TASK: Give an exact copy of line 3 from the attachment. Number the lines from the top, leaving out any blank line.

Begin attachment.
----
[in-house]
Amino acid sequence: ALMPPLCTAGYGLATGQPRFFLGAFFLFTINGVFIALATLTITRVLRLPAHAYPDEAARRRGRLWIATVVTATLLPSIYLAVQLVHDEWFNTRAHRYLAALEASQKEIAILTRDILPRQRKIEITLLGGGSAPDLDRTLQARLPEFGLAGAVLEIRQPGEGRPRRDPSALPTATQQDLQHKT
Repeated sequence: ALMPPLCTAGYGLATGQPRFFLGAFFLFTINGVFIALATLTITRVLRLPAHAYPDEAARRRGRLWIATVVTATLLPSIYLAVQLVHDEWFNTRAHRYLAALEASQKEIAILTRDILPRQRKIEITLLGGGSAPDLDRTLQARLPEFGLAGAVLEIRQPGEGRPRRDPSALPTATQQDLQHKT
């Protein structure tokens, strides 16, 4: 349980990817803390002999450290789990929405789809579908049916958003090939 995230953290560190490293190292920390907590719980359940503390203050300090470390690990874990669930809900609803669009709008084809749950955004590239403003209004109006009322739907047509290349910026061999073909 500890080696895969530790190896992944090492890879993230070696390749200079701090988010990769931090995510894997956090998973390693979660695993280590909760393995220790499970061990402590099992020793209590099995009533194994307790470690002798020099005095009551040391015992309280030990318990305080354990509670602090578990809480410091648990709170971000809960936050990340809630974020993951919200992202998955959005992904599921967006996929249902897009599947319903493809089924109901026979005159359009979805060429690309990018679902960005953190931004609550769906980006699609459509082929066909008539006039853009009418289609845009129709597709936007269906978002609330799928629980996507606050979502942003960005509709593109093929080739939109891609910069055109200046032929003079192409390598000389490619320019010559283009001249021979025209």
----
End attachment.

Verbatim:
Repeated sequence: ALMPPLCTAGYGLATGQPRFFLGAFFLFTINGVFIALATLTITRVLRLPAHAYPDEAARRRGRLWIATVVTATLLPSIYLAVQLVHDEWFNTRAHRYLAALEASQKEIAILTRDILPRQRKIEITLLGGGSAPDLDRTLQARLPEFGLAGAVLEIRQPGEGRPRRDPSALPTATQQDLQHKT